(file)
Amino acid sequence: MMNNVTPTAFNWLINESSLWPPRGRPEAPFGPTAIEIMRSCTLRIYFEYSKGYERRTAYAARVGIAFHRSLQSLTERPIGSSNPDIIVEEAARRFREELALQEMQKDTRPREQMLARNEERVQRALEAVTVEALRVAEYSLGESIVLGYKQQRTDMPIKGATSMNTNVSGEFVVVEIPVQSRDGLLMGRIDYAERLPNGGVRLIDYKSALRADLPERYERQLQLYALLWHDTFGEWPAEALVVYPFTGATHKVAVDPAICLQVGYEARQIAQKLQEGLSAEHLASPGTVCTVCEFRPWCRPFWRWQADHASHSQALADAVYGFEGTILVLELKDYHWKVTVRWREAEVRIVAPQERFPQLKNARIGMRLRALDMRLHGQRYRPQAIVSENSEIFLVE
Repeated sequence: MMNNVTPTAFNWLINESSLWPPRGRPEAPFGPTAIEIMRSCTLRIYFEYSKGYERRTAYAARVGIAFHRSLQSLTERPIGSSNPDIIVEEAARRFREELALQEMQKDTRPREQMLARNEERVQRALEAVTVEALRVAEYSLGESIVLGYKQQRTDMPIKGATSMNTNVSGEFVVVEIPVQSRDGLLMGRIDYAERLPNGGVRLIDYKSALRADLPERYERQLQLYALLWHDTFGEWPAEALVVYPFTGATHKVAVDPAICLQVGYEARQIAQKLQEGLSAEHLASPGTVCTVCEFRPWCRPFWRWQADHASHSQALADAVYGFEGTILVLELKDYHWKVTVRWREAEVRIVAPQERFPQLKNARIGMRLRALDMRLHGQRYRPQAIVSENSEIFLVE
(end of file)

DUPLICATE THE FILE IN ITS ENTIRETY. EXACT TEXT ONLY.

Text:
Amino acid sequence: MMNNVTPTAFNWLINESSLWPPRGRPEAPFGPTAIEIMRSCTLRIYFEYSKGYERRTAYAARVGIAFHRSLQSLTERPIGSSNPDIIVEEAARRFREELALQEMQKDTRPREQMLARNEERVQRALEAVTVEALRVAEYSLGESIVLGYKQQRTDMPIKGATSMNTNVSGEFVVVEIPVQSRDGLLMGRIDYAERLPNGGVRLIDYKSALRADLPERYERQLQLYALLWHDTFGEWPAEALVVYPFTGATHKVAVDPAICLQVGYEARQIAQKLQEGLSAEHLASPGTVCTVCEFRPWCRPFWRWQADHASHSQALADAVYGFEGTILVLELKDYHWKVTVRWREAEVRIVAPQERFPQLKNARIGMRLRALDMRLHGQRYRPQAIVSENSEIFLVE
Repeated sequence: MMNNVTPTAFNWLINESSLWPPRGRPEAPFGPTAIEIMRSCTLRIYFEYSKGYERRTAYAARVGIAFHRSLQSLTERPIGSSNPDIIVEEAARRFREELALQEMQKDTRPREQMLARNEERVQRALEAVTVEALRVAEYSLGESIVLGYKQQRTDMPIKGATSMNTNVSGEFVVVEIPVQSRDGLLMGRIDYAERLPNGGVRLIDYKSALRADLPERYERQLQLYALLWHDTFGEWPAEALVVYPFTGATHKVAVDPAICLQVGYEARQIAQKLQEGLSAEHLASPGTVCTVCEFRPWCRPFWRWQADHASHSQALADAVYGFEGTILVLELKDYHWKVTVRWREAEVRIVAPQERFPQLKNARIGMRLRALDMRLHGQRYRPQAIVSENSEIFLVE